Over the past few decades there has been progress towards understanding responses of seagrasses to light limitation at the plant biochemistry level [11,12] and how these changes influence the distribution of seagrass at the landscape scale [13,14,15]. However, there is still little information on how light limitation interacts with other stressors – particularly increases in water temperatures – to influence seagrass health. Such information is critical for developing better predictions of future seagrass distributions, especially under climate change scenarios [16].

Photosynthetic processes of seagrasses are highly responsive to light limitation and thermal stress, with sharp reductions in photosynthetic efficiencies occurring when thresholds for light starvation and thermal tolerance are exceeded [17,18,19]. Metabolic imbalances, whereby the photosynthesis to respiration ratio (i.e. P:R) is less than 1, typically cause declines in seagrass growth and re-mobilization of plant carbon storage reserves during periods of light starvation [11,20,21,22]. This can cause seagrasses to shift from being carbon ‘sinks’ to carbon ‘sources’, which can serious implications for the ability of seagrass ecosystems to offset carbon emissions.

This study is one of a small but growing number that investigate the interaction of multiple stressors on seagrass. The goal of this study was to investigate the interactive effects of light limitation and elevated temperature stress on seagrass health; measured as morphological and physiological parameters of seagrass that are known to respond to these stressors such as photosynthetic efficency, photoprotective capability, leaf morphology, and partitioning of above and below ground biomass [23]. We focus on Zostera muelleri (syn Zostera capricorni) Irmisch ex Asch, which is the dominant seagrass species (in terms of total area) [24] in temperate and sub-tropical south-eastern Australia. Regional climate models for this region predict increases in water temperatures and reduced light availability in coastal areas [25]. Regression modelling indicates that these stressors have already reduced seagrass biomass in the region during the past 16 years of monitoring [26]. Based on recent studies involving human-induced stressors [27], we predicted that light limitation and thermal stress will have a negative, synergistic effect on seagrass health.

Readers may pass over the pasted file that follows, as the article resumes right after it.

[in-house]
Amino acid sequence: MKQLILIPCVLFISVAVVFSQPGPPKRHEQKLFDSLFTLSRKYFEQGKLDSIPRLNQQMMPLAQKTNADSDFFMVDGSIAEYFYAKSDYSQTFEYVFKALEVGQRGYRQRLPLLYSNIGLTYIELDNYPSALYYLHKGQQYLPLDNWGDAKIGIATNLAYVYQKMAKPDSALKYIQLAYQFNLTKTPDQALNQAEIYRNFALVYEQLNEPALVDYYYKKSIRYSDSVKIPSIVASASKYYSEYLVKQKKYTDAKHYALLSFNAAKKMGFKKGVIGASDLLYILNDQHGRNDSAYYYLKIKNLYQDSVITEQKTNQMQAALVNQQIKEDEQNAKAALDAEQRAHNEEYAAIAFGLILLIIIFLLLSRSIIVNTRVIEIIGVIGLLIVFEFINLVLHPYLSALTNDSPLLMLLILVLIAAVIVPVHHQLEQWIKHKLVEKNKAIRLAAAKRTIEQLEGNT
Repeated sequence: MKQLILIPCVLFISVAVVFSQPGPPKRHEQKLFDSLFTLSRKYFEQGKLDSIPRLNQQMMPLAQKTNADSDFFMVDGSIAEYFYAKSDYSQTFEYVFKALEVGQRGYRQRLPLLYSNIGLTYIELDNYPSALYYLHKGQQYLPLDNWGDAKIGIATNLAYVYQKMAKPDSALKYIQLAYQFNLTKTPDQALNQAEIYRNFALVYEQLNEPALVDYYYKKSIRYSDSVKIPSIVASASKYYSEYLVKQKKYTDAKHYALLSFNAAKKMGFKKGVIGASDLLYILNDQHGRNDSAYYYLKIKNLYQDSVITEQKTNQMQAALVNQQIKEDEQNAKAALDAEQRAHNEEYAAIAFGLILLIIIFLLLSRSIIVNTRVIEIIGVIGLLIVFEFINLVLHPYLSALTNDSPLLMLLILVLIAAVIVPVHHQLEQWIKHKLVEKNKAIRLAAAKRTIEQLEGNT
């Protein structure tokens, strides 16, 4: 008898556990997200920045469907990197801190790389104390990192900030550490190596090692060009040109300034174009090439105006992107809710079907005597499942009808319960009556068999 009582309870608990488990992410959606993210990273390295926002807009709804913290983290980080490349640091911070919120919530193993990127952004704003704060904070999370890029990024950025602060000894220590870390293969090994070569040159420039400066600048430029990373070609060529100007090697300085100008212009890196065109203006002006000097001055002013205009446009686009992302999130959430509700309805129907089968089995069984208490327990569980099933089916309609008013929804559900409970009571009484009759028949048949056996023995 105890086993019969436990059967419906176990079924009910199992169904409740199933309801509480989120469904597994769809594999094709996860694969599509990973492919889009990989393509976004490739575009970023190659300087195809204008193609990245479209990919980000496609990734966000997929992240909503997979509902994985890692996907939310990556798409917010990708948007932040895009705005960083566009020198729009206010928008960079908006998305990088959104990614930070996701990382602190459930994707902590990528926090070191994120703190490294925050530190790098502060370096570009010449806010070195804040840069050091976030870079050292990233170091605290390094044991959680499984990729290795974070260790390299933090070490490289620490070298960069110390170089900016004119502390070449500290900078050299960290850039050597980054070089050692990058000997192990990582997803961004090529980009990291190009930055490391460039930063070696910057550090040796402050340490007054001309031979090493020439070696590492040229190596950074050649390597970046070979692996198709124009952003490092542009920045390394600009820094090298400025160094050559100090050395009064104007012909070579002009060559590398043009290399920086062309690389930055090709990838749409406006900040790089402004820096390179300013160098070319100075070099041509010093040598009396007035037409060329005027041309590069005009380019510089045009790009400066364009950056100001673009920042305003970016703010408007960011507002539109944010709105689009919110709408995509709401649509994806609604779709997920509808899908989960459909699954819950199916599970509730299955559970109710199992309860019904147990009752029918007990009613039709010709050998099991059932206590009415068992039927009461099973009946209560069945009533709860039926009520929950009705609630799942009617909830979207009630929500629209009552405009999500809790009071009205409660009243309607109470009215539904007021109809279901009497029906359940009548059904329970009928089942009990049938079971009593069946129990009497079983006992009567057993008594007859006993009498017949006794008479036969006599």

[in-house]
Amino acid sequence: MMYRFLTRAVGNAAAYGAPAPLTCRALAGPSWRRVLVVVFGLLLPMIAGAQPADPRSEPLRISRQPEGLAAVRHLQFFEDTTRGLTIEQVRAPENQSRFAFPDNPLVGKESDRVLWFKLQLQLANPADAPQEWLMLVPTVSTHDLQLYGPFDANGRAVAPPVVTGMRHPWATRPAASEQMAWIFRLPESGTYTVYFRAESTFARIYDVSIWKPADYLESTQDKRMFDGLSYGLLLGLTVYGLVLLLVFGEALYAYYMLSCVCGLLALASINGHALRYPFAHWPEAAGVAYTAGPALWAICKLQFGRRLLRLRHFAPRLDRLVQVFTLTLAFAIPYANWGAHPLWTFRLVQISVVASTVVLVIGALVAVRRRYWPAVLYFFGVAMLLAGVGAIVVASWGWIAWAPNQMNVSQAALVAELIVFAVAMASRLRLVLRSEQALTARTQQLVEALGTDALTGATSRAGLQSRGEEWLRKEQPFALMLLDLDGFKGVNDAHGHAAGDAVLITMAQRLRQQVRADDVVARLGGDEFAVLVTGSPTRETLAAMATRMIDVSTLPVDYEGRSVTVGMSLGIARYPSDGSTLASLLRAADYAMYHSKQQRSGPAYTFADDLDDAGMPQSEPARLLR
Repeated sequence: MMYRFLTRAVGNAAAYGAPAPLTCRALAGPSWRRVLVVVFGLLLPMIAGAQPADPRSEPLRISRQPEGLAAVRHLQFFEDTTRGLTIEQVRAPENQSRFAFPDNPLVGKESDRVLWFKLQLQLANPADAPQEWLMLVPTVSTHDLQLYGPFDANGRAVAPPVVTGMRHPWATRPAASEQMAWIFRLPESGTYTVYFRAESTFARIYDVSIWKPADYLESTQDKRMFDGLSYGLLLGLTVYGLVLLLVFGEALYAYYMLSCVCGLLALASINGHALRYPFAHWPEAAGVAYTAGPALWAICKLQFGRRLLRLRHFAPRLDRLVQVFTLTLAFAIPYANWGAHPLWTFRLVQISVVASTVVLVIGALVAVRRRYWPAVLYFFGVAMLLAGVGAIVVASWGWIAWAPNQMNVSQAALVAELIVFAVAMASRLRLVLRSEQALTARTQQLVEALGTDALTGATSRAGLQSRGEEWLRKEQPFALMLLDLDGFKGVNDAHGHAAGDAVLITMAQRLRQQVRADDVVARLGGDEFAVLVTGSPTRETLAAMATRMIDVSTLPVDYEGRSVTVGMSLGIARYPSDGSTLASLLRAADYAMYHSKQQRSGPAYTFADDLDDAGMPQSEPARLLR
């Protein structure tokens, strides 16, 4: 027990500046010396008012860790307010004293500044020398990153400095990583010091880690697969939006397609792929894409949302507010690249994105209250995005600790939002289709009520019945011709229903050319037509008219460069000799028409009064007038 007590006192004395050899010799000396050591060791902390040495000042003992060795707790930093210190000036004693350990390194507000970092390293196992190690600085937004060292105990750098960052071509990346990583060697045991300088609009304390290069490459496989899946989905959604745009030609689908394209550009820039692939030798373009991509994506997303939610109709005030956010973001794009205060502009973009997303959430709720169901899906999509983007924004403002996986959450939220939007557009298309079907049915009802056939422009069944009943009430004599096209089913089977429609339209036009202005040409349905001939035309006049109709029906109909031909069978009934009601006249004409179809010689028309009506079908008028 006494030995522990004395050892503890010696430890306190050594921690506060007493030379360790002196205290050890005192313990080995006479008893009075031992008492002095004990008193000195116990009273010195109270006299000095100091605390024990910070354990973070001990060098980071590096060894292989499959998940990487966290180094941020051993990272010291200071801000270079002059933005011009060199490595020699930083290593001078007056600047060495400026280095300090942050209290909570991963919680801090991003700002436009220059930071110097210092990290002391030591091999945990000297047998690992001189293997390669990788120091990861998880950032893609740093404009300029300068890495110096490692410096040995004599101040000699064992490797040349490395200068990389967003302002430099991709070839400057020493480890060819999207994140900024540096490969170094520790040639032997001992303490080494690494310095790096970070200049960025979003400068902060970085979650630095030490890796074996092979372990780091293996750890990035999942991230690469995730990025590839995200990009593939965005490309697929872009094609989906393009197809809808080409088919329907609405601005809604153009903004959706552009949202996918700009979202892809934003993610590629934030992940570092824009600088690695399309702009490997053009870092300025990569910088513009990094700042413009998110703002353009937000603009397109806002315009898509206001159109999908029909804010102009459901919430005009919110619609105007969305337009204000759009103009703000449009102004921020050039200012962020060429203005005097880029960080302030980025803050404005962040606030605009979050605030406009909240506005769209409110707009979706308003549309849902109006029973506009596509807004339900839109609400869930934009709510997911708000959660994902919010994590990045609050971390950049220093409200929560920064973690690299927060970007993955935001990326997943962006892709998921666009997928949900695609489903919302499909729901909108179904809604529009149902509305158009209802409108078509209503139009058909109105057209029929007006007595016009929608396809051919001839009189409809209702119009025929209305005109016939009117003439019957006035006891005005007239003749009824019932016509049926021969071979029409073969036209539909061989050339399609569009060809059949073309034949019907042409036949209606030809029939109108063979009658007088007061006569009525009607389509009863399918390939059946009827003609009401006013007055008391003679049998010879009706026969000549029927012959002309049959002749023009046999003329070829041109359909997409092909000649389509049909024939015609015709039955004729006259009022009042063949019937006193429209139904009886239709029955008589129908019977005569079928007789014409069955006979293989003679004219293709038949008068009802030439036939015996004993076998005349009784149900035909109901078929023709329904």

Materials and Methods

Seagrass specimen collection and pre-treatment

Zostera muelleri was collected from shallow sub-tidal seagrass beds at Cams Wharf (33°07’33” S 151° 36” 49” E) in Lake Macquarie, a large, wave-dominated barrier estuary in New South Wales (NSW), Australia [28]. Water temperature in these shallow seagrass beds within Lake Macquarie varies greatly both diurnally and seasonally, ranging from 23-33°C (mean of 26.5°C) in summer to 12-19°C in winter (Figure 1).

Figure 1. Temperature profiles in Lake Macquarie.

Seasonal and diurnal temperature variation measured by Hobo loggers over 15 months (November 2010 – January 2012) at Sunshine, Lake Macquarie. Horizontal bars represent the four temperature treatments used in the experiment.

Seagrass was collected in large intact sods ( 300 x 300 mm) containing leaves, rhizomes and sediment and transported in aerated seawater to the laboratory. The seagrass was then sliced into 150 mm x 100 mm segments and much of the sediment was removed. Seagrass segments were then replanted in a media of 70% sand: 30% loam in 500 mL plastic punnets (175mm x 120 mm x 45 mm) and a light coating of washed beach sand was sprinkled on top to stabilise the sediments. Effort was made to maintain seagrass belowground biomass intact during transplanting, which meant that the number of shoots varied among tanks (range: 17-76 shoots, mean: 43); however, tanks were randomised among treatments so that this variation did not bias the results. Furthermore, to standardise the results, rates of mortality, leaf loss, and declines in biomass are represented as a proportion of the original amounts present within each tank.

Prior to the start of the experiment, the seagrasses were allowed to acclimate over a week-long period. Experimental units (seagrasses in punnets) were kept in holding tanks in a glasshouse (temperature range 18-28°C) with ambient light levels and monitored daily for signs of stress (e.g. leaf loss, changes in Effective Quantum Yield of PSII - see below). They were then relocated to the experimental temperature-controlled room (average of 18 ± 2°C) and placed into clear plastic 10 L tanks (260 mm x 160 mm x 180 mm) filled with natural seawater (24°C). In order to avoid thermal shock, temperatures were increased slowly over 3 days until they reached their temperature treatment levels.

Experimental Design